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Trends Parasitol. 2015 Nov;31(11):536-552. doi: 10.1016/j.pt.2015.06.014. Epub 2015 Oct 11.

The Importance of Ticks in Q Fever Transmission: What Has (and Has Not) Been Demonstrated?

Author information

1
Laboratoire MIVEGEC (Maladies Infectieuses et Vecteurs: Ecologie, Génétique, Evolution et Contrôle), Centre National de la Recherche Scientifique (CNRS) Unité Mixte de Recherche UMR 5290, Université Montpellier 1 - Université Montpellier 2 - Institut pour la Recherche et le Développement, Unité de Recherche UR 224, Montpellier, France.
2
Anses, Sophia-Antipolis Laboratory, Animal Q fever Unit, Sophia-Antipolis, France.
3
UMR Biologie Moléculaire et Immunologie Parasitaires et Fongiques (BIPAR), Laboratoire Santé Animale, ANSES, Institut National de la Recherche Agronomique (INRA), Ecole Nationale Vétérinaire d'Alfort (ENVA), Maisons-Alfort, France.
4
Unité d'Epidémiologie Animale, UR 0346 INRA, Saint Genès Champanelle, France. Electronic address: elsa.jourdain@clermont.inra.fr.

Abstract

Q fever is a widespread zoonotic disease caused by Coxiella burnetii, a ubiquitous intracellular bacterium infecting humans and a variety of animals. Transmission is primarily but not exclusively airborne, and ticks are usually thought to act as vectors. We argue that, although ticks may readily transmit C. burnetii in experimental systems, they only occasionally transmit the pathogen in the field. Furthermore, we underscore that many Coxiella-like bacteria are widespread in ticks and may have been misidentified as C. burnetii. Our recommendation is to improve the methods currently used to detect and characterize C. burnetii, and we propose that further knowledge of Coxiella-like bacteria will yield new insights into Q fever evolutionary ecology and C. burnetii virulence factors.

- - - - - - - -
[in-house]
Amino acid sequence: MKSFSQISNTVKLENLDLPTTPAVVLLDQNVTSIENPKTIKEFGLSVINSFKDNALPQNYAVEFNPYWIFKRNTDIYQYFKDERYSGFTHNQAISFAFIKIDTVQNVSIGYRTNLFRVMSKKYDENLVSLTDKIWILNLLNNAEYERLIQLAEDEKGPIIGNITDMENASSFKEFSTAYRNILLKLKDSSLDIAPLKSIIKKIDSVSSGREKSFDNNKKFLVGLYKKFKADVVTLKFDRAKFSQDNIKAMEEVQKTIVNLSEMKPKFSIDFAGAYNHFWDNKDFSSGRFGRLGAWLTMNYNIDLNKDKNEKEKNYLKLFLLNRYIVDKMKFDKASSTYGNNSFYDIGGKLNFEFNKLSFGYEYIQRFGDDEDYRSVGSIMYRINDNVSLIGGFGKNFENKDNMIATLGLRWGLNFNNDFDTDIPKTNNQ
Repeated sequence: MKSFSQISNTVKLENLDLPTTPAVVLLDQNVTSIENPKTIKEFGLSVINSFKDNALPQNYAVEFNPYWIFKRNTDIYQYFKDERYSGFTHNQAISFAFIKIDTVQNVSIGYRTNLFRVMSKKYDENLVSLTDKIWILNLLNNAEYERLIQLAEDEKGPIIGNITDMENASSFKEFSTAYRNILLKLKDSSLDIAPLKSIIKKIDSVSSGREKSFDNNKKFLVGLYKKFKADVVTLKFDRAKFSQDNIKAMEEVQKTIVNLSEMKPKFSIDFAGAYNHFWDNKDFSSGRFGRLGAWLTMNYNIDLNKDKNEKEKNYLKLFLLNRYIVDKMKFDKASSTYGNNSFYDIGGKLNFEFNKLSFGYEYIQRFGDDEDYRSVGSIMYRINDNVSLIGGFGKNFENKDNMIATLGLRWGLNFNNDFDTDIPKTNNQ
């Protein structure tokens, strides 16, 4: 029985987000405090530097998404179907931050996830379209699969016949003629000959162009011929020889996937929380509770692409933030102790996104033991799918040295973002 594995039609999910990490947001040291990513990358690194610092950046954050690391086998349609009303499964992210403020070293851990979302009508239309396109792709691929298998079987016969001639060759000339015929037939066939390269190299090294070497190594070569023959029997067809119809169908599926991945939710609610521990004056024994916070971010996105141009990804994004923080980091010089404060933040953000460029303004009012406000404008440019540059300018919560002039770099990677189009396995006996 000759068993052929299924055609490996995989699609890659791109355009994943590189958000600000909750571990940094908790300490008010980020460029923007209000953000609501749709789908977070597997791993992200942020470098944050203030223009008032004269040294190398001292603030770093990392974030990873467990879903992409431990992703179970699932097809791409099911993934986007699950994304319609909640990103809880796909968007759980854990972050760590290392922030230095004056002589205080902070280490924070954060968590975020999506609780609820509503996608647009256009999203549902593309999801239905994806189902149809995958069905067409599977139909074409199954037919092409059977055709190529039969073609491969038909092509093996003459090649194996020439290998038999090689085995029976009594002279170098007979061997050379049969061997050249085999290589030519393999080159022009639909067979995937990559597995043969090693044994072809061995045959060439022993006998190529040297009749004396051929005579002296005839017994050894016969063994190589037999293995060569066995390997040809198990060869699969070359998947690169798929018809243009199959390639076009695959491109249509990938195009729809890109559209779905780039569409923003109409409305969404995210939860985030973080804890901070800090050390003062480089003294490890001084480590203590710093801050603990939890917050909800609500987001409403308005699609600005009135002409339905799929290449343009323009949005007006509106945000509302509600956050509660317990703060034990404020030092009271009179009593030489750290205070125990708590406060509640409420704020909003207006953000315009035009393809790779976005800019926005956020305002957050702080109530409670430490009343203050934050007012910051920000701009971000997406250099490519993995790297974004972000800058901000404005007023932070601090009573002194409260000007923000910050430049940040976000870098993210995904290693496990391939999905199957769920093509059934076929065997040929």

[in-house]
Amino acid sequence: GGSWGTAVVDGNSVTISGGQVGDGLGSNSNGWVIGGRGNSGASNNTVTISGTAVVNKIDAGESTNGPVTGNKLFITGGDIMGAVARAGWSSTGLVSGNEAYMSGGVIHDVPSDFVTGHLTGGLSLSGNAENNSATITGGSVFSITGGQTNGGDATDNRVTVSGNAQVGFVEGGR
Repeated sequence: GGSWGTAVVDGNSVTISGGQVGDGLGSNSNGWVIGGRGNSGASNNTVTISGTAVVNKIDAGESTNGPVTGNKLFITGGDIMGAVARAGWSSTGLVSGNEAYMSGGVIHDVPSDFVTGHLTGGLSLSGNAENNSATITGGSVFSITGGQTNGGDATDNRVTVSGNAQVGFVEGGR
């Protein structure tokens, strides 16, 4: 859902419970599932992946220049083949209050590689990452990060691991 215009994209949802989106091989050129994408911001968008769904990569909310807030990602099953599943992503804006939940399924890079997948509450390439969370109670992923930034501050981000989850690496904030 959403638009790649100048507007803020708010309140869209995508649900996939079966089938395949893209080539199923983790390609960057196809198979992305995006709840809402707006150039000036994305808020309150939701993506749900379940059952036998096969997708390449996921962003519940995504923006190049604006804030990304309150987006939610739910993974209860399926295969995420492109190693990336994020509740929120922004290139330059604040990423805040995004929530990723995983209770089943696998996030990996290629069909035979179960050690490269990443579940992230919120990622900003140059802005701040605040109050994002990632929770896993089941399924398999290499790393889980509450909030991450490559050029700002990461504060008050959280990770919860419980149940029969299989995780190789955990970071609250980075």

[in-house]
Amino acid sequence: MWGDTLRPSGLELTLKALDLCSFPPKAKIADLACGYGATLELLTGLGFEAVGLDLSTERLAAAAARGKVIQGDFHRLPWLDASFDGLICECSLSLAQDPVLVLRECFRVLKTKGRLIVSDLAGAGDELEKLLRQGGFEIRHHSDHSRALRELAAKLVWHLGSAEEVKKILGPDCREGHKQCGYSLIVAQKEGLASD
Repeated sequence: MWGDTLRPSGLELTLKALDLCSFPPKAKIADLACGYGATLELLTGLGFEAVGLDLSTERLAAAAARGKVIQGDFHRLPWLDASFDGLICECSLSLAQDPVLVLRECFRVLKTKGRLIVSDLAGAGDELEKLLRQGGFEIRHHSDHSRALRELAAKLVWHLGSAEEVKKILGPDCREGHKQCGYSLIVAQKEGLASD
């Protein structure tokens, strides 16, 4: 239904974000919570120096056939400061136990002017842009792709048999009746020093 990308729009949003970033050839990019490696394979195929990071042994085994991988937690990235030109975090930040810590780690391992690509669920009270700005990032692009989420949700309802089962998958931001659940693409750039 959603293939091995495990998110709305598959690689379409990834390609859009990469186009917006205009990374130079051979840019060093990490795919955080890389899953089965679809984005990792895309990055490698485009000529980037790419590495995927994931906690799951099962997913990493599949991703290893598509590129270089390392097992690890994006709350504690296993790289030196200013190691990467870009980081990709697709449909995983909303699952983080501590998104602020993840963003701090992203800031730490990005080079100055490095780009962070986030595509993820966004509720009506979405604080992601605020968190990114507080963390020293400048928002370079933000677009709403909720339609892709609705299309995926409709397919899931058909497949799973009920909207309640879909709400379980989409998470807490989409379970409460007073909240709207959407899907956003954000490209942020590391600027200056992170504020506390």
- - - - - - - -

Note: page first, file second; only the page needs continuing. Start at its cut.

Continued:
PMID:
26458781
DOI:
10.1016/j.pt.2015.06.014
[Indexed for MEDLINE]

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